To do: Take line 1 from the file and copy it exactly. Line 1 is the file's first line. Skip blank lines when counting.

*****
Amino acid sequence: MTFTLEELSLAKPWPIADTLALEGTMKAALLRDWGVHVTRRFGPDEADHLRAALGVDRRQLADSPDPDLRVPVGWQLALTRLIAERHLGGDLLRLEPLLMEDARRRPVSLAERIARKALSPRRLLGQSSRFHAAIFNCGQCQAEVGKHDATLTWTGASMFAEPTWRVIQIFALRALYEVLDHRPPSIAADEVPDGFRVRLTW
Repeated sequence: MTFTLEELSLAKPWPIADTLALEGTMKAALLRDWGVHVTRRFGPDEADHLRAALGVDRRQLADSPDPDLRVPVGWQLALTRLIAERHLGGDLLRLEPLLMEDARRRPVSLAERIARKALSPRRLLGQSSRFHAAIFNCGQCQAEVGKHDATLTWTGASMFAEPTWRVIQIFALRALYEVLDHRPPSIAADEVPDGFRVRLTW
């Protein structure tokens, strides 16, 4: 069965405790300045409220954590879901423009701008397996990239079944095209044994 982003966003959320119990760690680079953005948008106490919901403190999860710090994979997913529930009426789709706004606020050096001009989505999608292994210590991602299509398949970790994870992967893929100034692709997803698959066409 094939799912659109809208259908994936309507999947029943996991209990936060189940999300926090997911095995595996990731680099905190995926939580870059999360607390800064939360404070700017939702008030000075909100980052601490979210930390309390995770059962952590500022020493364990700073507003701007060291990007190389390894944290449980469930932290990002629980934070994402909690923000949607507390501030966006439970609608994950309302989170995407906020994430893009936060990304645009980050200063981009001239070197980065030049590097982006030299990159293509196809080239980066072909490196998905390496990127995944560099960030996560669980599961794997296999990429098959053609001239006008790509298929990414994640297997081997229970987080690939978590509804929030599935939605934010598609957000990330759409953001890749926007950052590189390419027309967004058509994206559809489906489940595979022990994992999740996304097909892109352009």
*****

Amino acid sequence: MTFTLEELSLAKPWPIADTLALEGTMKAALLRDWGVHVTRRFGPDEADHLRAALGVDRRQLADSPDPDLRVPVGWQLALTRLIAERHLGGDLLRLEPLLMEDARRRPVSLAERIARKALSPRRLLGQSSRFHAAIFNCGQCQAEVGKHDATLTWTGASMFAEPTWRVIQIFALRALYEVLDHRPPSIAADEVPDGFRVRLTW